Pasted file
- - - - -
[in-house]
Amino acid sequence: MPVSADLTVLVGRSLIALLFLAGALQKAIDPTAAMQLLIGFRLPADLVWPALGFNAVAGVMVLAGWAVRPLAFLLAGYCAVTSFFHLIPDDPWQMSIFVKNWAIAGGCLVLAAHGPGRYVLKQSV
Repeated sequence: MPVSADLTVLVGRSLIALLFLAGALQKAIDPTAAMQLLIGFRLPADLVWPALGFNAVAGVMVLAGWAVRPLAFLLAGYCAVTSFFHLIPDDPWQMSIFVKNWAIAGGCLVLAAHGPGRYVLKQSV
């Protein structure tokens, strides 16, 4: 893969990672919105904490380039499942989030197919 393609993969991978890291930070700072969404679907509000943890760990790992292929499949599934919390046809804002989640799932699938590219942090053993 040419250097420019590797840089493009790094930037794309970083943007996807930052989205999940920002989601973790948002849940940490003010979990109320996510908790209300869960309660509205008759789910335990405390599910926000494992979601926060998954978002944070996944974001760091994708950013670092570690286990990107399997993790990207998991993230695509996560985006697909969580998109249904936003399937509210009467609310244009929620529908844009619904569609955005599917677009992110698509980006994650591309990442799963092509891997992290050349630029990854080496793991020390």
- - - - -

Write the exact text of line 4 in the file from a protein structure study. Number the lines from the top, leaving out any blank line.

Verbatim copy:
């Protein structure tokens, strides 16, 4: 893969990672919105904490380039499942989030197919 393609993969991978890291930070700072969404679907509000943890760990790992292929499949599934919390046809804002989640799932699938590219942090053993 040419250097420019590797840089493009790094930037794309970083943007996807930052989205999940920002989601973790948002849940940490003010979990109320996510908790209300869960309660509205008759789910335990405390599910926000494992979601926060998954978002944070996944974001760091994708950013670092570690286990990107399997993790990207998991993230695509996560985006697909969580998109249904936003399937509210009467609310244009929620529908844009619904569609955005599917677009992110698509980006994650591309990442799963092509891997992290050349630029990854080496793991020390």